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Not so long ago I had several problems with my passwords at almost the same time. The worse problems were with the passwords I had forgotten and couldn't recover quickly. This awful episode in password management made me realize that I had to take the matter seriously and couldn't count only on my memory to remember the dozens of passwords I need to type everyday. I also realised that my e-mail password was not so secure. If someone obtained access to my e-mail it would be easy to change the password of several other accounts that I have. Remember that when you ask for a new password, many sites will sent it to your e-mail. So I decided to investigate the best way to make a secure and unforgettable password.
Usually there is a correlation between passwords that are easy to remember and easy to be guessed. Avoid passwords like 123456, abc123, qwerty, birthdays, dog names or any other information that can be guessed by someone who knows just a little bit about you. These are probably the first passwords that an intruder will try. To enhance security, it is also recommended to change your password every once in a while. If your passwords follow a pattern, even if you change your passwords, it's easy to guess what the next will be. So what's the best solution?
The first tip to have a perfect password came from this xkcd cartoon that explains how to create passwords that are easy to remember but hard to guess.
The idea is to create sentences instead of creating meta-words. Nevertheless, caps, numbers and special characters do increase the security of a password!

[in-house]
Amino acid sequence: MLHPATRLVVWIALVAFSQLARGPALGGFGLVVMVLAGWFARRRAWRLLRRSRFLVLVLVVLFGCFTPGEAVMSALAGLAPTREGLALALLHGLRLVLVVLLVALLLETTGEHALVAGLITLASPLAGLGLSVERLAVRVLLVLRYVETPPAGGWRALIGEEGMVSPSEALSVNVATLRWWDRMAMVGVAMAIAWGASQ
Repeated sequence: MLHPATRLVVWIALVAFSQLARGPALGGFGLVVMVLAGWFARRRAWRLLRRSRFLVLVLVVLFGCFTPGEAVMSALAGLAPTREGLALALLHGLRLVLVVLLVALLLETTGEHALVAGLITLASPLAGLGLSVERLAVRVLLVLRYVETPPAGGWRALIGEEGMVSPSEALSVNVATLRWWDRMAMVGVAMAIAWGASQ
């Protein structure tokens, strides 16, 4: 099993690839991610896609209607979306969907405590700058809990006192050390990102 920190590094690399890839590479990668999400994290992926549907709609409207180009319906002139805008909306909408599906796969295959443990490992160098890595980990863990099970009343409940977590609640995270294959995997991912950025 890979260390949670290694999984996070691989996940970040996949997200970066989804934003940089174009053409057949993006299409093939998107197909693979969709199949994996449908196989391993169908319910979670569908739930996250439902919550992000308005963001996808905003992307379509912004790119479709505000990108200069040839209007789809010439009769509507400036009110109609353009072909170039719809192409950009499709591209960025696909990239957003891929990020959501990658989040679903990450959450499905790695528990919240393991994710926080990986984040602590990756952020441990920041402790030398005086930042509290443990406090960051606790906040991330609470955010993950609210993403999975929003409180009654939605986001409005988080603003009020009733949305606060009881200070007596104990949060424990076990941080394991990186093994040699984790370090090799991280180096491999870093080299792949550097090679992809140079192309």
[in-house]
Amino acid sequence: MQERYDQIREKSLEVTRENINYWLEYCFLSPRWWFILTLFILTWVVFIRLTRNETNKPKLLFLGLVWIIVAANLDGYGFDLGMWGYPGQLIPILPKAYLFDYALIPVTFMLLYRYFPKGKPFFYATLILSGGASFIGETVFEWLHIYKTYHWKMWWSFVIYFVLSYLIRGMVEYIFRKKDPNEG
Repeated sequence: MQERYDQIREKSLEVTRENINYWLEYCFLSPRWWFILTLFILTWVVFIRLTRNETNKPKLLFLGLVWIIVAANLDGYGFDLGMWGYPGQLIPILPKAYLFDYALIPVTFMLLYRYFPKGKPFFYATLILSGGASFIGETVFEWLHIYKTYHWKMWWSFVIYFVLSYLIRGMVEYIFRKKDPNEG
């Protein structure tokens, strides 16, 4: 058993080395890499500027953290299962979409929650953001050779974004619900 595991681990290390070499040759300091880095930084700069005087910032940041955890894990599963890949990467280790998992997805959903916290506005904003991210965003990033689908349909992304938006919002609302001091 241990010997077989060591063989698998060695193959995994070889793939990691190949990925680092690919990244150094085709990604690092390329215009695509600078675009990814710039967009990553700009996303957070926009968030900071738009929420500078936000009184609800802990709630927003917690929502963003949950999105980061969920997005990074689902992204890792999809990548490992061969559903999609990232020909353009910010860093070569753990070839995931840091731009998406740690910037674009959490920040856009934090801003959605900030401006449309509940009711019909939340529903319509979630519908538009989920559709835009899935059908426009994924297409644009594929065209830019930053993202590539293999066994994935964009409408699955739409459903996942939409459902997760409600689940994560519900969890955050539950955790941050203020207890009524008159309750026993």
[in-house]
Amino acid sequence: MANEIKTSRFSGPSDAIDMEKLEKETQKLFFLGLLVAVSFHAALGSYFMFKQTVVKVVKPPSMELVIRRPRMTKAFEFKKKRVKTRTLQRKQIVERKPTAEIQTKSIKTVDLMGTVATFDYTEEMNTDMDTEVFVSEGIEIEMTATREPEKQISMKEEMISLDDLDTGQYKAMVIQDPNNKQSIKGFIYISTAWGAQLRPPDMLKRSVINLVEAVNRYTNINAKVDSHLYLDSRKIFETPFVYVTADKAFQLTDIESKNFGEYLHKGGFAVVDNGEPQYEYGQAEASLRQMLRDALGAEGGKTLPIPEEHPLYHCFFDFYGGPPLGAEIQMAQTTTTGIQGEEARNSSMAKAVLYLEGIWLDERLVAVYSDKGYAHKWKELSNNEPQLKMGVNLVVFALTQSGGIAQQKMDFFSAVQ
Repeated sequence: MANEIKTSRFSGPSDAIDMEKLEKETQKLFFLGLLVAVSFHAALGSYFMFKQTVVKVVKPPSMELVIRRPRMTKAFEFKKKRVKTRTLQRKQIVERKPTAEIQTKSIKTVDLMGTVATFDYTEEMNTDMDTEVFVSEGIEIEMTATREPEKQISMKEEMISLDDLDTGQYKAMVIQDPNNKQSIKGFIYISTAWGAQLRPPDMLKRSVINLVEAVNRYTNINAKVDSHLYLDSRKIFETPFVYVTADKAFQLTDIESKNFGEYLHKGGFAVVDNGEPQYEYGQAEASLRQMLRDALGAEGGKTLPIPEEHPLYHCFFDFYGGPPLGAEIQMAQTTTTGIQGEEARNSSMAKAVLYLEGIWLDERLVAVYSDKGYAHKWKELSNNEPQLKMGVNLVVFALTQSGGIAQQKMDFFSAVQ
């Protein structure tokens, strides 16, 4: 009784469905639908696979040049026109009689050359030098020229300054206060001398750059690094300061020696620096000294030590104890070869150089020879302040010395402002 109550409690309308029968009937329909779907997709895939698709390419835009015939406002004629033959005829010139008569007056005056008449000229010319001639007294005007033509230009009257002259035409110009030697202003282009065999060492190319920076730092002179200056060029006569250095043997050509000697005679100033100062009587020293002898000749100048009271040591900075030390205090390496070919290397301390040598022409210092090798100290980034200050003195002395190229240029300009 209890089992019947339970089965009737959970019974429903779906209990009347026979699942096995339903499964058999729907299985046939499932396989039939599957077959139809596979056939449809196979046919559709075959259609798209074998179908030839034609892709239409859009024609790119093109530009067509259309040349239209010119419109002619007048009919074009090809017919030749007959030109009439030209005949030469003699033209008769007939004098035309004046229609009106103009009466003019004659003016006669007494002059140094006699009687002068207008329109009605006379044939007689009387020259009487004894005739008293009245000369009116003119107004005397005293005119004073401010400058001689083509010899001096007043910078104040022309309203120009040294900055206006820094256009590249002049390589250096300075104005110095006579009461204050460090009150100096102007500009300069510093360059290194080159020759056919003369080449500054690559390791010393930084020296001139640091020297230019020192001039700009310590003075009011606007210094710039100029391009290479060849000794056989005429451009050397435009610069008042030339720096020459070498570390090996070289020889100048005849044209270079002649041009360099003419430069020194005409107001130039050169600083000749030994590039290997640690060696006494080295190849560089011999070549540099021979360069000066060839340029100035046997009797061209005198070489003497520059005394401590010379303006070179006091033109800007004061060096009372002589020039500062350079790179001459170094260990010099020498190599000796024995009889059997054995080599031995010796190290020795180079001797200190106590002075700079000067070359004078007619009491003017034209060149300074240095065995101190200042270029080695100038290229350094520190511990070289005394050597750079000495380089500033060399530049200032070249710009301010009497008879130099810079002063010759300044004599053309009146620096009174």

It's also not a good idea to use the same password on every account you have. Remember that each site has its own security system, some sites are more secure than others. If your password is the same for all of them, one insecure site can make all your accounts vulnerable.
The second step is to use a password manager to keep all your passwords in an encrypted database. To do this I use KeePassX. It's a Free Software able to generate and store passwords safely. Basically, KeePassX will ask for a master password which will be used to encrypt your data. Once you have a master password, you can generate and store secure passwords in your database. These generated passwords can then be safely used on websites.
Notice on the image below that (if you wish) you can also create a file to encrypt your database. In other words, if you prefer to keep a key rather than memorising a password, put this file in a pen drive and keep it in a safe place. Your pen drive will become a digital key.
Once you connect to your database you can put in all your passwords. KeePassX not only stores passwords safely but it can also generate random passwords with a configurable security level. This way you won't need to scratch your head to create a good password. At the beginning I thought I'd never use random passwords but I realised with KeePassX that it's a really good idea. Today I only use passwords generated by KeePassX and I can be sure they have a fair security level. Notice that even when you log into your database, your passwords are not displayed on screen. The passwords appear as a sequence of asterisks. You can view one by one according to your needs or use the buttons on top to copy usernames and passwords without ever displaying them on screen.
If you forget to close the program, it will lock itself automatically after a given period of time. To unlock you need to type the master password once again.
Then you can create categories to separate, let's say, your credit card password from a door lock. If you don't want to create categories you can use the search function to search for account passwords.
Finally, KeePassX is cross-platform and runs on GNU/Linux, Windows and MacOS, this way you will always be able to access your passwords no matter what computer you have available. You only have to take with you the encrypted database and open it on a computer that has KeePassX installed (or have KeePassX on your pen-drive as well). Be careful not to put the file that unlocks the database together with the database itself! That would be a big security fail!
Needless to say that the best of all is that you don't need to memorise all your passwords anymore!